The Electric Boat division of defense contractor General Dynamics has signed a multiyear deal to buy Web-based, on-demand supply chain management services from IBM to guide the flow of parts used to build U.S. Navy submarines.
In an announcement Monday, IBM said it will provide its hosted, on-demand computing networks to help run Electric Boat's supply chain more efficiently by linking partners, suppliers and other shipyards in an integrated system.
Groton, Conn.-based Electric Boat has been conducting a pilot project using the system for almost a year, according to IBM Global Services spokesman Jim Larkin. By the end of the year, about 150 of Electric Boat's major suppliers will be hooked into the new system, helping to speed parts orders and distribution, he said. Presently, most of Electric Boat's supply chain is run using paper-based orders and transactions.
By moving to a computerized system, component orders that now take 30 days to place, fill and deliver will take only about 10 days, Larkin said.
No details were given on the value or exact length of the deal.
The project is the first commercial result of IBM's ongoing collaboration with the National Shipbuilding Research Program (NSRP) to increase U.S shipbuilding efficiency by using technology to improve collaboration and information exchange among shipbuilders and their suppliers. The NSRP is a consortium of major U.S. shipbuilding firms that helps focus national shipbuilding research and development funding on technologies that will reduce the cost of warships to the U.S. Navy and boost U.S. international competitiveness.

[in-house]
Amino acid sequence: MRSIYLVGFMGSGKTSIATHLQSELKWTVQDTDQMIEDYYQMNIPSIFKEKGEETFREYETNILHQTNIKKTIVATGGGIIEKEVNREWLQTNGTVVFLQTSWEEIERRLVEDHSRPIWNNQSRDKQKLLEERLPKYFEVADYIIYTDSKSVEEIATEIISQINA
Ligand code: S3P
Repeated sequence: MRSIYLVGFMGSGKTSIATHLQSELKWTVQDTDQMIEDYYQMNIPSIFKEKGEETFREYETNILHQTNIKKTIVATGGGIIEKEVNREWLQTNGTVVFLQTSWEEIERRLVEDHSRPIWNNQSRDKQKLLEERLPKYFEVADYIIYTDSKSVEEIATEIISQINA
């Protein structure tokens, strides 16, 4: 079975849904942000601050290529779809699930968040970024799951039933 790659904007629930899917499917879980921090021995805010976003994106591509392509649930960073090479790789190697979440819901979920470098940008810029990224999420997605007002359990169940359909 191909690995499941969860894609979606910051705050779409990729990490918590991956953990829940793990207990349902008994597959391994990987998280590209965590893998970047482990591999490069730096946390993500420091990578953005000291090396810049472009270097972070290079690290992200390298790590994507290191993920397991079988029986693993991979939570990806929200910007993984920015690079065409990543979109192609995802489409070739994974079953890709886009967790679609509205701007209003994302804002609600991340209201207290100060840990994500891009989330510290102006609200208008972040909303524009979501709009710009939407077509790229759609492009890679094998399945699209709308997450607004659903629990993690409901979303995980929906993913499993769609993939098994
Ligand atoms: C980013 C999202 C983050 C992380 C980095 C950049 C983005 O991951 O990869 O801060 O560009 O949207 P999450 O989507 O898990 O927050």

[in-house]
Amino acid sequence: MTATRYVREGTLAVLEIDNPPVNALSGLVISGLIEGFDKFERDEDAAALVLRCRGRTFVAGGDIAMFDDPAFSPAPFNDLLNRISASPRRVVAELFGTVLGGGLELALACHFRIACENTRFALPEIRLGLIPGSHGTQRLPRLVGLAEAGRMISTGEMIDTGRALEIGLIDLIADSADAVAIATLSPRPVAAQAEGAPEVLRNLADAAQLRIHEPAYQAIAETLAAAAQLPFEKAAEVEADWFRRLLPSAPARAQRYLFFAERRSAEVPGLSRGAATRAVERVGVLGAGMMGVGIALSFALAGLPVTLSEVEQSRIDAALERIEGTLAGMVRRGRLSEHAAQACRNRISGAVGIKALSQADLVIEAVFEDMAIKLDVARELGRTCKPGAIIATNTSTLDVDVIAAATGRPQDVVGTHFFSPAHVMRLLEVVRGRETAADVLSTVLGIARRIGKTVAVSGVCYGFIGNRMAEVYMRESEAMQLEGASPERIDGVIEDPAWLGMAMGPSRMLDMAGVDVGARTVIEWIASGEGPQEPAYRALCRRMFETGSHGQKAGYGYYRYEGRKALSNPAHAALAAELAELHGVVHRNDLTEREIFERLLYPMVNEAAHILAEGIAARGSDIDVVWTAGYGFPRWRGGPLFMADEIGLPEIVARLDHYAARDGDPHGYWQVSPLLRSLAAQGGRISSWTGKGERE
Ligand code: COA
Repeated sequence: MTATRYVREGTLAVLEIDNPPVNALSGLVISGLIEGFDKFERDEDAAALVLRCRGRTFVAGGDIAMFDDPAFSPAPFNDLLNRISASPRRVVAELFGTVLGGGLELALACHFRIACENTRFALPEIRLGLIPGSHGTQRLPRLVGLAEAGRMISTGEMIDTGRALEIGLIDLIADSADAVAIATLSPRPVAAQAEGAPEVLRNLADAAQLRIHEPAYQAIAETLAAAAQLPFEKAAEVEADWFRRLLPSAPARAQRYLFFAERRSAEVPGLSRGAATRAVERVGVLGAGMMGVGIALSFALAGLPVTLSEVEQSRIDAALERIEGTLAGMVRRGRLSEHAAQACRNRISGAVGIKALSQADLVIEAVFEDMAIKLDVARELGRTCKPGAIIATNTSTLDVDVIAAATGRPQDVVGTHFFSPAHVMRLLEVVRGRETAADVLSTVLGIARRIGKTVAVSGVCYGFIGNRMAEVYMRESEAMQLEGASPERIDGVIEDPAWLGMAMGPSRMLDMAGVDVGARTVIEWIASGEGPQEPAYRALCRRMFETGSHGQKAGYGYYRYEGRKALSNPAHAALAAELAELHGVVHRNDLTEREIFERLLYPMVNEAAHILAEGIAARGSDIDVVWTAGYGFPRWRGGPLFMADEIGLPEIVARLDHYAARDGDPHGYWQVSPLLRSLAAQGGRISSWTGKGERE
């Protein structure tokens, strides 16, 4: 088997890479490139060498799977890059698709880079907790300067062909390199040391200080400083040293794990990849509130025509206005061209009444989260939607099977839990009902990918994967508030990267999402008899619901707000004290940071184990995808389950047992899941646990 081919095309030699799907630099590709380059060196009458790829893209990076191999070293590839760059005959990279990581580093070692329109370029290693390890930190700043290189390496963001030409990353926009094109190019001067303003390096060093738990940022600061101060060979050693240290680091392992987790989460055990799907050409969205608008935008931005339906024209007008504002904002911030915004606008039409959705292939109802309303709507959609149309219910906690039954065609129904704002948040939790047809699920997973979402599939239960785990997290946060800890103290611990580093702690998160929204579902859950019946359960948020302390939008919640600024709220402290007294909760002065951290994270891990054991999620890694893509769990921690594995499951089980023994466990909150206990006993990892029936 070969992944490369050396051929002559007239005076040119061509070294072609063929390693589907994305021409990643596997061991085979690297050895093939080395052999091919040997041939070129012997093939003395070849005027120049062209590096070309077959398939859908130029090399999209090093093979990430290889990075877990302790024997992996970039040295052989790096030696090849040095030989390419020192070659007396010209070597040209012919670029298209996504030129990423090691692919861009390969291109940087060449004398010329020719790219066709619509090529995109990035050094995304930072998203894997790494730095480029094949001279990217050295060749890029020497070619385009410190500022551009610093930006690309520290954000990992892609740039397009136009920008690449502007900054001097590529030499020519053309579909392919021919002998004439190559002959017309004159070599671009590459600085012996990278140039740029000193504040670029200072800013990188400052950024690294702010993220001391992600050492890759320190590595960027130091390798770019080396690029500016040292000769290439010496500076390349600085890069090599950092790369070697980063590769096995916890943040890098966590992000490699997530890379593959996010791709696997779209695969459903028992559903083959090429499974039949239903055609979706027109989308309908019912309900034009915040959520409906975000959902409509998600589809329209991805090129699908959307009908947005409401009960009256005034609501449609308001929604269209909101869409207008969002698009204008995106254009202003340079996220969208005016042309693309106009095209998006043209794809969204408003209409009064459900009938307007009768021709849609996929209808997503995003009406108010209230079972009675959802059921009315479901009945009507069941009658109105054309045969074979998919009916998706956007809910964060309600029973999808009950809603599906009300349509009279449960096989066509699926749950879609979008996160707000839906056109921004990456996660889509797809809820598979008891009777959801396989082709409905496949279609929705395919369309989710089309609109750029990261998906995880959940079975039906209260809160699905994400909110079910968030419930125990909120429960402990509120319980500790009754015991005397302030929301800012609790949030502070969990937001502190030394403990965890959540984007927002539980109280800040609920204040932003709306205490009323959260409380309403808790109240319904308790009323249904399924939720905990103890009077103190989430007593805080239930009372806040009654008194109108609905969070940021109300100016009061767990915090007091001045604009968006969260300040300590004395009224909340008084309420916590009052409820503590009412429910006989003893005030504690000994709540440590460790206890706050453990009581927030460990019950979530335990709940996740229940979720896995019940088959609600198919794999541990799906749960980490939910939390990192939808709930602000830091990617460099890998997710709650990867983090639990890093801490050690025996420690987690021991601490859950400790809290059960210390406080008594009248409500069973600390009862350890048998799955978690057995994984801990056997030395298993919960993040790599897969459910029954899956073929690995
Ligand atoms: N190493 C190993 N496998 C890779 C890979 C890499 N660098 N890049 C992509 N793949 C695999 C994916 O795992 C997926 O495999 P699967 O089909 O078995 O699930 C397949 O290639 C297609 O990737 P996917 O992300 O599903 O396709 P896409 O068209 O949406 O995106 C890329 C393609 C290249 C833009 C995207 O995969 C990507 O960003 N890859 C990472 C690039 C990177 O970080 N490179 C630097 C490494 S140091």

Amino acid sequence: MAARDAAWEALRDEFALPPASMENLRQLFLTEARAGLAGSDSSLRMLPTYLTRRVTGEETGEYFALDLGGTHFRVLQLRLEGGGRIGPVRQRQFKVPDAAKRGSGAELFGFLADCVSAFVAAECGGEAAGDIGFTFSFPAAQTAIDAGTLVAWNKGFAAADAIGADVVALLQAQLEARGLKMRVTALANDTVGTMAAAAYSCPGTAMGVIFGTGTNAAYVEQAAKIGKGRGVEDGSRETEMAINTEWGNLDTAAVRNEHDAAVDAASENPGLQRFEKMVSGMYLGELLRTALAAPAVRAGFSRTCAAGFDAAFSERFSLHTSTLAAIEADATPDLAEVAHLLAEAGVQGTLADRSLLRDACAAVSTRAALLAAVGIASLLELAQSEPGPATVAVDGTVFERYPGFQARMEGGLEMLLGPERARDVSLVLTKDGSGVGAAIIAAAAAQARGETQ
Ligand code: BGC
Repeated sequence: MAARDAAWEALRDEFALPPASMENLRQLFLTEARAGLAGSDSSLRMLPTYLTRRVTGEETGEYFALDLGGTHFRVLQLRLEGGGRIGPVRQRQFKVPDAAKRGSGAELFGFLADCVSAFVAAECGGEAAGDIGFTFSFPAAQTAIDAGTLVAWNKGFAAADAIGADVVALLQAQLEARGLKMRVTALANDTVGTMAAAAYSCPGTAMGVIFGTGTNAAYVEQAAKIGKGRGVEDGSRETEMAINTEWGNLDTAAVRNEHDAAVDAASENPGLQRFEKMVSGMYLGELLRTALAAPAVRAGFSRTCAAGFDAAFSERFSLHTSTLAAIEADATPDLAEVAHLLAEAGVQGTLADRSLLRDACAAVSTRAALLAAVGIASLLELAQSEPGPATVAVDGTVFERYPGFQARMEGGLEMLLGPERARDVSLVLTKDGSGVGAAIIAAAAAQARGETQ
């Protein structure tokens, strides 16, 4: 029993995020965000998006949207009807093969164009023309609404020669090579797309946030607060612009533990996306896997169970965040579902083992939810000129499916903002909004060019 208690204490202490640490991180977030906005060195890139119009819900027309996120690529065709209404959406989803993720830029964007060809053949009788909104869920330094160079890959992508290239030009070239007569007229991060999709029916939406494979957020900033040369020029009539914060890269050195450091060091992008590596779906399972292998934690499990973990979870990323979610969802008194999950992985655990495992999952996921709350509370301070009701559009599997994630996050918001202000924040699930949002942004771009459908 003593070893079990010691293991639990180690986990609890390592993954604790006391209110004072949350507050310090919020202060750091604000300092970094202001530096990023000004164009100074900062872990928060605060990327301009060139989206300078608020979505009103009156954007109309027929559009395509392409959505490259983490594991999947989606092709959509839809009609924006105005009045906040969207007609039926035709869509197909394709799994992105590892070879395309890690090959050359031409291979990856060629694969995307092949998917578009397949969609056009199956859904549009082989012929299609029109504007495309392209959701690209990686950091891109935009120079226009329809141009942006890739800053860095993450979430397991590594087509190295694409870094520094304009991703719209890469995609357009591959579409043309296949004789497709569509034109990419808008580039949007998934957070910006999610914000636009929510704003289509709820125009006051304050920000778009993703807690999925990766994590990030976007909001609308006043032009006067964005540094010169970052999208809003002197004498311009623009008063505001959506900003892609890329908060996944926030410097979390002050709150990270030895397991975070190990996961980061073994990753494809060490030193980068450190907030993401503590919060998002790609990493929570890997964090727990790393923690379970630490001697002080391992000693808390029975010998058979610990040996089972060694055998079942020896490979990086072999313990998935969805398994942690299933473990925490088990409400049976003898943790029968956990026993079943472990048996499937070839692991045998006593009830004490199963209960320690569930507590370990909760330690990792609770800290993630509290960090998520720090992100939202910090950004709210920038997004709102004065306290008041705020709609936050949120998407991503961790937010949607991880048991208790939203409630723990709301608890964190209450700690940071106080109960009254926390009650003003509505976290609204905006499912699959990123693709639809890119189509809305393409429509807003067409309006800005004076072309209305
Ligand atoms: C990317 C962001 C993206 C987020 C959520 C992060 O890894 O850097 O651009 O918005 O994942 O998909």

The IBM services, called SPARS, or Shipbuilding Partners and Suppliers, is based on open, scalable computing architecture, enabling Electric Boat to quickly add users and business processes regardless of computing platform. Electric Boat will pay a monthly usage fee for the service based on the number of registered users, suppliers and business processes, according to IBM.
SPARS uses IBM WebSphere, DB2 and Tivoli Security Management software on IBM eServer xSeries systems.